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Women in Africa: Key Players in Social Movements

Faye Lax, Jennifer Delgado, Extremism Team

November 30, 2020

Over the past several months, especially since the initial COVID-19 outbreak, women taking to the streets in protest, playing significant roles in rallies, and voicing their discontent over social injustices and sexual gender-based violence (SGBV), has become an emerging trend in the AFRICOM region, which has been particularly visible in Nigeria, Namibia, South Africa, Algeria, and Malawi. The COVID-19 pandemic has exacerbated domestic violence, femicide, and SGBV. With lockdown measures in place, perpetrators of gendered violence have an easier time controlling women, and is what United Nations Under-Secretary-General and Executive Director of UN Women, Phumzile Mlambo-Ngcuka, explains is “a perfect storm for controlling, violent behavior behind closed doors.”[1] Many countries in Africa have been faced with rising numbers of sexual violence, and while some governments have been issuing statements condemning such actions, in most countries, the root causes have not been dealt with.[2] The rising trend of women’s involvement in protests and social movements might suggest that women in Africa are now forced to take action into their own hands and make sure their voices are being heard by their governments and international leaders. Women across Africa are holding their governments accountable and widely using social media and social movement hashtags as vital tools to reach the global community.

The role of African women in conflict and peace was recognized as significant in the 2000 UN Security Council’s resolution 1325.[3] While the resolution aimed at addressing women’s role in peacekeeping and conflict resolution, it also highlighted the need for states to take responsibility to prosecute those who are responsible for sexual violence and other crimes against women. However, financing the implementation of this resolution remained difficult. In 2014, only three percent of the peace and security funding were allocated toward gender equality and women’s empowerment.[4] Twenty years after this resolution passed, African women are still facing gender-based violence, as well as other insecurities, and are particularly vulnerable targets for terrorist attacks. Women are still fighting for basic security in the region, and with the COVID-19 pandemic creating more vulnerabilities, it seems as if women have been forced to take a stand. Women have not only protested and fought for women’s rights, but have also fought for other basic human rights, justice, and equality for everyone. Today, African women are being praised across social media by other females on a global level for their recent anti-government protests and for taking a stand for social justice across Africa. Although African women have been at the forefront of change and their fight for equal rights and fair treatment has been happening throughout history and now, it must transcend to seek concrete and systematic change. Their fight for equality needs to be heard by government leaders and the international community, especially as the COVID-19 pandemic has led to a worsening of conditions for many women across the AFRICOM region. This report will serve as a summary of some of the actions African women have sought after, as well as the limitations that social media activism has faced.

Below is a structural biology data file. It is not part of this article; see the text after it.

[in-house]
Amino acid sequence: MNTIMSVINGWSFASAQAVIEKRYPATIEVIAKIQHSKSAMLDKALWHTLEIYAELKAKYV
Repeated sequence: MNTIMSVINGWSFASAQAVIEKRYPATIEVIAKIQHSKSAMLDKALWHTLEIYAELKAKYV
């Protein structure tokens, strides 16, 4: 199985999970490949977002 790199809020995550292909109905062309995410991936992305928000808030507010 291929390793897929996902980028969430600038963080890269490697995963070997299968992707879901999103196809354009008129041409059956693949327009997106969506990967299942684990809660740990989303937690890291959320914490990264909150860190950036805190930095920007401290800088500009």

In 1999, the Constitution of Nigeria was enacted and stated “discrimination on the grounds of place of origin, sex, religion, status, ethnic or linguistic association or ties shall be prohibited.”[5] Although Nigeria can be characterized as maintaining a high level of diversity and culture, and in fact, bans discrimination, there is still an identifiable gender bias that slows down the development of women’s rights. In 2015, the Nigerian population was reportedly 50% Muslim and 48.1% Christian affiliates.[6] Some of the customs Nigerians hold relate to freedom of movement, marriage, and family inheritance, all of which consequently restrict women’s rights.[7] As a result, Nigerian women are viewed as inferior to men, and in many Nigerian families, men are appreciated more than women because the continuity of the family lineage is held sacred, resulting in women being denied their family inheritance. Oftentimes, women face arranged marriages, and marriage at a young age is highly encouraged and accepted.[8] Females are often not granted equal rights and are allowed to have little input in some of the most important decisions in their lives, as these decisions are controlled by males.